Monday, 14 March 2011

Indians & Streamliner, Celilo Falls, Columbia River, Oregon, April 1940
Indians pose with the west-bound Streamliner at Celilo Falls, Oregon, in April 1940. On the left is Henry Thompson, son of chief Tommy Thompson.
The train engineer is Tom Rumgay (died 1942). The Indians on the right are from Celilo Indian village, which was located just to the right of and behind the camera's view. The falls and original village were permanently submerged in 1957 by the backwater from a dam built on the Columbia River, downstream eleven miles at The Dalles. Celilo is believed to have been continuously inhabited for 11,000 years, which is longer than any other village in the region.This Streamliner was the "City of Portland", engine #M10002, an articulated streamliner introduced in 1935 and replaced in 1939 by a train streamliner. At the time this was photographed in April 1940, only one Streamliner worked the Portland to Chicago route at any given time, and the original Streamliner was brought out of retirement for this photo shoot. The engineer's window has been removed for photographing.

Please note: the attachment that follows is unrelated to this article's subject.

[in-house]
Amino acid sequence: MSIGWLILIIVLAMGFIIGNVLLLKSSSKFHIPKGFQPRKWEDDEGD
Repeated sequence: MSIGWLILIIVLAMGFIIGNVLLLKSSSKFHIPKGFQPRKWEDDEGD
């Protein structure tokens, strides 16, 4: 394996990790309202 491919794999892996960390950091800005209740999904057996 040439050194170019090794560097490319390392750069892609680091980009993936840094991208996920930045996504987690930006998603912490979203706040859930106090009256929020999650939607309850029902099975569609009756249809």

The photographer of this image was Everett Olmstead. He owned the Elite Studio, which was the main photo studio in The Dalles, Oregon. He took at least eight photographs at this event, which was a staged photography setup for Southern Pacific advertising. The first known publication was a vertical shiloutette which appeared in the Oregon Journal (Portland) on 12 May 1940. (I do not have a negative or print of the shilouette image, however vintage prints are in Southern Pacific archives and have been reprinted numerous times.) Seven negatives are here and available for printing, including the above image. The film format is 5x7" black & white Kodak safety film. While in Celilo photographing this, Olmstead likely shot several other photos of the general store in Celilo Indian Village (this connection is based upon examination of film emulsion numbers and notch codes.

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